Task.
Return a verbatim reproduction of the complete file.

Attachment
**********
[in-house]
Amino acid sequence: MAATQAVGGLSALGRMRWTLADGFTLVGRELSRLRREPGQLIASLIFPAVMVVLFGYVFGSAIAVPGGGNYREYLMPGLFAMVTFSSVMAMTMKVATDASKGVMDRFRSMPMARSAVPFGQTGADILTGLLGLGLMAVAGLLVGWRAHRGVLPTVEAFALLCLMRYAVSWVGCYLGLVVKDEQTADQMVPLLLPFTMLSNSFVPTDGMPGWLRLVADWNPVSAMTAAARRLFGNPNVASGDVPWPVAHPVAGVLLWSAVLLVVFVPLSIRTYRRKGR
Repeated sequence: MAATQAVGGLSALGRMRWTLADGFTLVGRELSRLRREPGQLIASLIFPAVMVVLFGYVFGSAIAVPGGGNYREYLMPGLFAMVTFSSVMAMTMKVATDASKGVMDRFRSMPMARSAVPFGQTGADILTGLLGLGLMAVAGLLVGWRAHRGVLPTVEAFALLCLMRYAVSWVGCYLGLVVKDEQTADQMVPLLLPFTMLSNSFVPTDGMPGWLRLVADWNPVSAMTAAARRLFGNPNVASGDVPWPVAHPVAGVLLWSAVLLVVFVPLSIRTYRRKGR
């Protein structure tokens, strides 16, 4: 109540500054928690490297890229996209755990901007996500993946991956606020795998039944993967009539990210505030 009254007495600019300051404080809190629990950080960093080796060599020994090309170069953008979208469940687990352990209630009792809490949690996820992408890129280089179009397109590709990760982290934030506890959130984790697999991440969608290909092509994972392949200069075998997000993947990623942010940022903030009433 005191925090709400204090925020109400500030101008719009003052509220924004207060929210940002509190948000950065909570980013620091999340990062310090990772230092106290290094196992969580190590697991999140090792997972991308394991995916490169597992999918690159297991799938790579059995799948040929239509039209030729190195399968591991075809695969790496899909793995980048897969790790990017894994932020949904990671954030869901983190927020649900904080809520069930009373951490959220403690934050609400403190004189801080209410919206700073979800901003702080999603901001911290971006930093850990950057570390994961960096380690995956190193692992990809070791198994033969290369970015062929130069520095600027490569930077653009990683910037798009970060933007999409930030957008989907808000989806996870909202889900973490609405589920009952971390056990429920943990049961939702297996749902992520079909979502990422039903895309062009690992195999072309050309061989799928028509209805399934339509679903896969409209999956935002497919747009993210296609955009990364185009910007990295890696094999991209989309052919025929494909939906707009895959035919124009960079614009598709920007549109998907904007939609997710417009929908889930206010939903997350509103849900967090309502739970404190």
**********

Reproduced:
[in-house]
Amino acid sequence: MAATQAVGGLSALGRMRWTLADGFTLVGRELSRLRREPGQLIASLIFPAVMVVLFGYVFGSAIAVPGGGNYREYLMPGLFAMVTFSSVMAMTMKVATDASKGVMDRFRSMPMARSAVPFGQTGADILTGLLGLGLMAVAGLLVGWRAHRGVLPTVEAFALLCLMRYAVSWVGCYLGLVVKDEQTADQMVPLLLPFTMLSNSFVPTDGMPGWLRLVADWNPVSAMTAAARRLFGNPNVASGDVPWPVAHPVAGVLLWSAVLLVVFVPLSIRTYRRKGR
Repeated sequence: MAATQAVGGLSALGRMRWTLADGFTLVGRELSRLRREPGQLIASLIFPAVMVVLFGYVFGSAIAVPGGGNYREYLMPGLFAMVTFSSVMAMTMKVATDASKGVMDRFRSMPMARSAVPFGQTGADILTGLLGLGLMAVAGLLVGWRAHRGVLPTVEAFALLCLMRYAVSWVGCYLGLVVKDEQTADQMVPLLLPFTMLSNSFVPTDGMPGWLRLVADWNPVSAMTAAARRLFGNPNVASGDVPWPVAHPVAGVLLWSAVLLVVFVPLSIRTYRRKGR
């Protein structure tokens, strides 16, 4: 109540500054928690490297890229996209755990901007996500993946991956606020795998039944993967009539990210505030 009254007495600019300051404080809190629990950080960093080796060599020994090309170069953008979208469940687990352990209630009792809490949690996820992408890129280089179009397109590709990760982290934030506890959130984790697999991440969608290909092509994972392949200069075998997000993947990623942010940022903030009433 005191925090709400204090925020109400500030101008719009003052509220924004207060929210940002509190948000950065909570980013620091999340990062310090990772230092106290290094196992969580190590697991999140090792997972991308394991995916490169597992999918690159297991799938790579059995799948040929239509039209030729190195399968591991075809695969790496899909793995980048897969790790990017894994932020949904990671954030869901983190927020649900904080809520069930009373951490959220403690934050609400403190004189801080209410919206700073979800901003702080999603901001911290971006930093850990950057570390994961960096380690995956190193692992990809070791198994033969290369970015062929130069520095600027490569930077653009990683910037798009970060933007999409930030957008989907808000989806996870909202889900973490609405589920009952971390056990429920943990049961939702297996749902992520079909979502990422039903895309062009690992195999072309050309061989799928028509209805399934339509679903896969409209999956935002497919747009993210296609955009990364185009910007990295890696094999991209989309052919025929494909939906707009895959035919124009960079614009598709920007549109998907904007939609997710417009929908889930206010939903997350509103849900967090309502739970404190």